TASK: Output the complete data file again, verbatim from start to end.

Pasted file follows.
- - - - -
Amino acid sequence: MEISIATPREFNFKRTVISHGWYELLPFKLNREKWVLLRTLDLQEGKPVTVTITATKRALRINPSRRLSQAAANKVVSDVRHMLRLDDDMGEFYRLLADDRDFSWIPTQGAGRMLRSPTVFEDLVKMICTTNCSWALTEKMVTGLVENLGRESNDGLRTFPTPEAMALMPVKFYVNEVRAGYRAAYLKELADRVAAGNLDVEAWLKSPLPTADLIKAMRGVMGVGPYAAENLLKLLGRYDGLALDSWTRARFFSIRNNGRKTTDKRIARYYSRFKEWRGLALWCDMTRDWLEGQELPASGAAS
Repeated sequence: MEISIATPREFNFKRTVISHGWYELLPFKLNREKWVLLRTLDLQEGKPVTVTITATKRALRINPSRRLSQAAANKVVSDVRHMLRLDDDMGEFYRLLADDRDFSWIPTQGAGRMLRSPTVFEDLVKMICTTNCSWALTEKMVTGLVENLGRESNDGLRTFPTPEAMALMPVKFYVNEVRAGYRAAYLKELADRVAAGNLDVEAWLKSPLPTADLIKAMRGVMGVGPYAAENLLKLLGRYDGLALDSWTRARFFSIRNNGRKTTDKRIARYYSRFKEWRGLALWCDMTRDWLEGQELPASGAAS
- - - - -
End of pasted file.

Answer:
Amino acid sequence: MEISIATPREFNFKRTVISHGWYELLPFKLNREKWVLLRTLDLQEGKPVTVTITATKRALRINPSRRLSQAAANKVVSDVRHMLRLDDDMGEFYRLLADDRDFSWIPTQGAGRMLRSPTVFEDLVKMICTTNCSWALTEKMVTGLVENLGRESNDGLRTFPTPEAMALMPVKFYVNEVRAGYRAAYLKELADRVAAGNLDVEAWLKSPLPTADLIKAMRGVMGVGPYAAENLLKLLGRYDGLALDSWTRARFFSIRNNGRKTTDKRIARYYSRFKEWRGLALWCDMTRDWLEGQELPASGAAS
Repeated sequence: MEISIATPREFNFKRTVISHGWYELLPFKLNREKWVLLRTLDLQEGKPVTVTITATKRALRINPSRRLSQAAANKVVSDVRHMLRLDDDMGEFYRLLADDRDFSWIPTQGAGRMLRSPTVFEDLVKMICTTNCSWALTEKMVTGLVENLGRESNDGLRTFPTPEAMALMPVKFYVNEVRAGYRAAYLKELADRVAAGNLDVEAWLKSPLPTADLIKAMRGVMGVGPYAAENLLKLLGRYDGLALDSWTRARFFSIRNNGRKTTDKRIARYYSRFKEWRGLALWCDMTRDWLEGQELPASGAAS